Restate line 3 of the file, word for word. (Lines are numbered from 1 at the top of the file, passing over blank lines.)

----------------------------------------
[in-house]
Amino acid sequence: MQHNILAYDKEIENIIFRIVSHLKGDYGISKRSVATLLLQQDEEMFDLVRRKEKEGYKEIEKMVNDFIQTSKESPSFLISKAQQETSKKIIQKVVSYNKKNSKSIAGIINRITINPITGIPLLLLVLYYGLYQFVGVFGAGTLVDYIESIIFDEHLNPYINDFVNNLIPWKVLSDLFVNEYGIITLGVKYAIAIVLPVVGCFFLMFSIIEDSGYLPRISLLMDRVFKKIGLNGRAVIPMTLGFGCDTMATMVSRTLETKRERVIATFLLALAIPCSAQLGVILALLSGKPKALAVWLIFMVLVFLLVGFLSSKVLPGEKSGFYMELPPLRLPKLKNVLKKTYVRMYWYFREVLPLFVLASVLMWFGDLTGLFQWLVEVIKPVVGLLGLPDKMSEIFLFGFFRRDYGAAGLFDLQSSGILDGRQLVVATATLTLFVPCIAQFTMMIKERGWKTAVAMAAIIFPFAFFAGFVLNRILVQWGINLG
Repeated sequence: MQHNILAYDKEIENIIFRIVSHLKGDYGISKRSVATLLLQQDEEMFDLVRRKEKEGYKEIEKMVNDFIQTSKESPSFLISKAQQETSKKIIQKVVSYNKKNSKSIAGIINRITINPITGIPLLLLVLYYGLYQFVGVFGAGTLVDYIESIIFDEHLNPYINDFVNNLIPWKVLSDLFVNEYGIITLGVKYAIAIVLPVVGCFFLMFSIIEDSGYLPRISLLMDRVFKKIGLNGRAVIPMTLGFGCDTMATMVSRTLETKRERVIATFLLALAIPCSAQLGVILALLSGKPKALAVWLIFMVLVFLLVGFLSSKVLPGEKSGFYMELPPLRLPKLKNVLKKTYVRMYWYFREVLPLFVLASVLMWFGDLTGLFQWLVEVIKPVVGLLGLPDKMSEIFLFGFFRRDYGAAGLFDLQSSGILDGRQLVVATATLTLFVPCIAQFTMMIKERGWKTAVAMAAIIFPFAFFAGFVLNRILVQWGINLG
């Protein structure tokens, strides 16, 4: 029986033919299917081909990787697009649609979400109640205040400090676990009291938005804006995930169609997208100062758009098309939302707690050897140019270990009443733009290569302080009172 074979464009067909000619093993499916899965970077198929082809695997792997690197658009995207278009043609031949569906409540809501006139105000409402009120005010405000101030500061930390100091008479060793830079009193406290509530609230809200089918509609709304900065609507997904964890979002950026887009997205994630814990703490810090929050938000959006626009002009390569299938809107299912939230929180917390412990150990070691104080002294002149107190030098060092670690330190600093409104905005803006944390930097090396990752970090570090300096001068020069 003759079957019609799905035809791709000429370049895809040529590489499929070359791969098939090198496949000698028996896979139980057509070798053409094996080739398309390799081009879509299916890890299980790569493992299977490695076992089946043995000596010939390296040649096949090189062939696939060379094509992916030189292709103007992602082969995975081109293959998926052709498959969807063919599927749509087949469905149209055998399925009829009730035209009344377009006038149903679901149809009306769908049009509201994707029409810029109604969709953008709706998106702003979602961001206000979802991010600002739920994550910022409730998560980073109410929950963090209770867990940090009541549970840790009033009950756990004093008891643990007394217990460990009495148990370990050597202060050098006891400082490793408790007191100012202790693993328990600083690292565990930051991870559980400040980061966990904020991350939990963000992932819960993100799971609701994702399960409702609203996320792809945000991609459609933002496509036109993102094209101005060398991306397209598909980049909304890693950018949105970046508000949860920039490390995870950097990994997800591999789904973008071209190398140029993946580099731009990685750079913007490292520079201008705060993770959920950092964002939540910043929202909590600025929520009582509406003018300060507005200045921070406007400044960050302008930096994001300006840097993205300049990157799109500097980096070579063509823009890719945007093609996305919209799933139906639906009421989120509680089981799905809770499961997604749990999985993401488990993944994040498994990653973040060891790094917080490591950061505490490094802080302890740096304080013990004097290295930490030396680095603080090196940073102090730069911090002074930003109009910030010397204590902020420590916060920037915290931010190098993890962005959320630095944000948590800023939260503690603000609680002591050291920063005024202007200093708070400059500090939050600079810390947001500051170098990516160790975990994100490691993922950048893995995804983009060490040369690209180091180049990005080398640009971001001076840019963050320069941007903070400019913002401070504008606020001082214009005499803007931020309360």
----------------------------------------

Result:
Repeated sequence: MQHNILAYDKEIENIIFRIVSHLKGDYGISKRSVATLLLQQDEEMFDLVRRKEKEGYKEIEKMVNDFIQTSKESPSFLISKAQQETSKKIIQKVVSYNKKNSKSIAGIINRITINPITGIPLLLLVLYYGLYQFVGVFGAGTLVDYIESIIFDEHLNPYINDFVNNLIPWKVLSDLFVNEYGIITLGVKYAIAIVLPVVGCFFLMFSIIEDSGYLPRISLLMDRVFKKIGLNGRAVIPMTLGFGCDTMATMVSRTLETKRERVIATFLLALAIPCSAQLGVILALLSGKPKALAVWLIFMVLVFLLVGFLSSKVLPGEKSGFYMELPPLRLPKLKNVLKKTYVRMYWYFREVLPLFVLASVLMWFGDLTGLFQWLVEVIKPVVGLLGLPDKMSEIFLFGFFRRDYGAAGLFDLQSSGILDGRQLVVATATLTLFVPCIAQFTMMIKERGWKTAVAMAAIIFPFAFFAGFVLNRILVQWGINLG